It was noted by the building surveyor and property staff, following acquisition of Seaton Delaval Hall; that the masonry in the Central Hall was not sound. There were several occasions where fallen masonry was discovered in the hall, and many decorative corbels forming the ceilings of the stairwells were found on the stairs themselves. The project building surveyor carried out an initial condition survey on the stonework in at the end of 2010. This condition survey prompted a further investigative survey to be carried out by structural engineers WSP at the beginning of 2011. The structural survey flagged up many health and safety issues with regards to the stonework. The most important being; the loss of structural support to the chimney breasts, the loss of structural support to the balcony, the expansion of iron cramps, loss of structural stonework such as lintels and key stones, dilapidation of statues, wet rot to timber roof joists, the general poor condition of the stonework and plaster which posed a risk of falling at any time.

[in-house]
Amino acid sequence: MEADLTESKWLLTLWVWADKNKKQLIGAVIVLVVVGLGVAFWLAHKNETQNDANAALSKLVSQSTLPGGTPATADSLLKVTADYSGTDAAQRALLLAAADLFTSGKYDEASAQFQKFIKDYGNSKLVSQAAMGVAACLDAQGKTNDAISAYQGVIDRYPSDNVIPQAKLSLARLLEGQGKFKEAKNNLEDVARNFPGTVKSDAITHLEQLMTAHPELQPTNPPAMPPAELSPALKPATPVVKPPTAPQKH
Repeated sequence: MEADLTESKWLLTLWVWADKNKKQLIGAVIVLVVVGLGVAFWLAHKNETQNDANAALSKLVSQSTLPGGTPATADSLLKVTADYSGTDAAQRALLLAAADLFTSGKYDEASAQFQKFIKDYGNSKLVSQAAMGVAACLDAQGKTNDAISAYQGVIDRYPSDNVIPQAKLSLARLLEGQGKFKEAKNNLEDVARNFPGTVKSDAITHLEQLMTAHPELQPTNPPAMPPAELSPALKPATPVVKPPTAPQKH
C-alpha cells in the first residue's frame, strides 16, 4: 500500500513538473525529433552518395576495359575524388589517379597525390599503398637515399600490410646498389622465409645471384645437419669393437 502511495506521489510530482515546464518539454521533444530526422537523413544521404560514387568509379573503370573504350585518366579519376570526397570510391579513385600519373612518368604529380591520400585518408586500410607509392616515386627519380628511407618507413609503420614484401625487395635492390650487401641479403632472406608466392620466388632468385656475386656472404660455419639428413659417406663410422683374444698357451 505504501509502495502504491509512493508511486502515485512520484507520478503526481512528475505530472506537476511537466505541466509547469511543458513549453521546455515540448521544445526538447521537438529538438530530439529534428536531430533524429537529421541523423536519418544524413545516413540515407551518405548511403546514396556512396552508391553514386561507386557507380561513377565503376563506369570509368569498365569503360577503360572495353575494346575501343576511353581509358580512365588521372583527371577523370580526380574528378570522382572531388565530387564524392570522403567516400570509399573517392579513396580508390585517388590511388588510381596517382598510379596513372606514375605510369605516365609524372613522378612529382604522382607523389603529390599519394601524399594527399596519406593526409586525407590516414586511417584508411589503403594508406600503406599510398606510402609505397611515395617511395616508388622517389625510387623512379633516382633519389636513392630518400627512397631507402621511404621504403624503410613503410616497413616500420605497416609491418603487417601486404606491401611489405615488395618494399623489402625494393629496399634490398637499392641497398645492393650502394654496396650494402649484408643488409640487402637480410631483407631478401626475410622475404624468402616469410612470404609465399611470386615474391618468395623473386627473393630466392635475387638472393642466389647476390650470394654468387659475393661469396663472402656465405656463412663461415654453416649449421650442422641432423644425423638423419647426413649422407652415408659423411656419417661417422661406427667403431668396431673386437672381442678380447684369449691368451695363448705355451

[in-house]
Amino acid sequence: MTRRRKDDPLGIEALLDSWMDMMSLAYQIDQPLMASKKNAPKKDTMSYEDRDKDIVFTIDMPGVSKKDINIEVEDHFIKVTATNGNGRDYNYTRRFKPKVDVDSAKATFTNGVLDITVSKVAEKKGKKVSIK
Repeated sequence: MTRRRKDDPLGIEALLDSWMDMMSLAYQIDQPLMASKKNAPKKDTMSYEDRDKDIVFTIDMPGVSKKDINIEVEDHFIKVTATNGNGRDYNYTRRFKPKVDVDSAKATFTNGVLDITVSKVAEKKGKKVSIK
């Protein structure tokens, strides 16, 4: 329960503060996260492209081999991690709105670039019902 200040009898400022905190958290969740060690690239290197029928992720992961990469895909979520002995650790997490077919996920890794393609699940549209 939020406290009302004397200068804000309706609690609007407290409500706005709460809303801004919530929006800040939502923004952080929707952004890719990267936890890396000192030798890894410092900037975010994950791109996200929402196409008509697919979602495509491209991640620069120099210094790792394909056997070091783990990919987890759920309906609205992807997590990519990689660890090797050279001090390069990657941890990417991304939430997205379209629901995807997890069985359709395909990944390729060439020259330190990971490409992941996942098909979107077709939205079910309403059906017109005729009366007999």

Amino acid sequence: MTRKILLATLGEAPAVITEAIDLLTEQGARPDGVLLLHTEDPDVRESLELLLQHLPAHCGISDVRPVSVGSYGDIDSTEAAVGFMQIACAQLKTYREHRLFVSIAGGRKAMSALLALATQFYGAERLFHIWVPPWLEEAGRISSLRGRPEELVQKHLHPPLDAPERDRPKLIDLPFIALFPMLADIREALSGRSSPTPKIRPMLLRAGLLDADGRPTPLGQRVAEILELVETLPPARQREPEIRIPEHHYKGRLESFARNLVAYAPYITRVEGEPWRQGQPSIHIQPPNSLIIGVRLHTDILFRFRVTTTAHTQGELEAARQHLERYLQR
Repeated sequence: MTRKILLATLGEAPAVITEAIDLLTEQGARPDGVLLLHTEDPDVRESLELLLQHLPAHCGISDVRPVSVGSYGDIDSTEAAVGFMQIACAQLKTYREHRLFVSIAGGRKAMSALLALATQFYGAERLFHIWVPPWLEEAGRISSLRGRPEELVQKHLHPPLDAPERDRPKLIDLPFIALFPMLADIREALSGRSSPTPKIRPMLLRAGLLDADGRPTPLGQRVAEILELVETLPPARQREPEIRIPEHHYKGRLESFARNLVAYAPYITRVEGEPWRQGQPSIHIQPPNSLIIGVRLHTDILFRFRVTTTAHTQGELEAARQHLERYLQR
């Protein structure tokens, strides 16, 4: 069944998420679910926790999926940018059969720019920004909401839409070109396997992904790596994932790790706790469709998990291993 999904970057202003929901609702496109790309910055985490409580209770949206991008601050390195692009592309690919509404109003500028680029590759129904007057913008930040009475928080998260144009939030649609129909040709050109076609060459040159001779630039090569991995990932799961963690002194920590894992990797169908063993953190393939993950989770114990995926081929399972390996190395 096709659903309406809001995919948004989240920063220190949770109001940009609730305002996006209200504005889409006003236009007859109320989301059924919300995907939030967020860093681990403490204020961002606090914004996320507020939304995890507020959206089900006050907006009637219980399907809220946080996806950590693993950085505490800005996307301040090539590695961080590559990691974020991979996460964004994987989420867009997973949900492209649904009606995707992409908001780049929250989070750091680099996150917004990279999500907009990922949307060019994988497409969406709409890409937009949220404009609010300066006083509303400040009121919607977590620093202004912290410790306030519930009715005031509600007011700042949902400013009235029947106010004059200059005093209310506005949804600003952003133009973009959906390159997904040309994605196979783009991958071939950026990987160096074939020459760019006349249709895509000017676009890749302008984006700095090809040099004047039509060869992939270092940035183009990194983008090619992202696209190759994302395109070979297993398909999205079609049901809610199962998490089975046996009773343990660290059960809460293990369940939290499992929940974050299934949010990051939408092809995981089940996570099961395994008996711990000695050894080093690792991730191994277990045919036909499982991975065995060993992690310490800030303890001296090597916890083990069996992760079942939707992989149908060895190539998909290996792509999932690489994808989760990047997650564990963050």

A formal list of 5 companies was drawn up from the tender list. The tenders were sent under National Trust procurement rules; in addition it was a promise of the project team that local contractors would be considered for the work. Additional points were to be awarded for those contractors who could provide training as part of the works. Team Force were award the work after a stringent short listing process.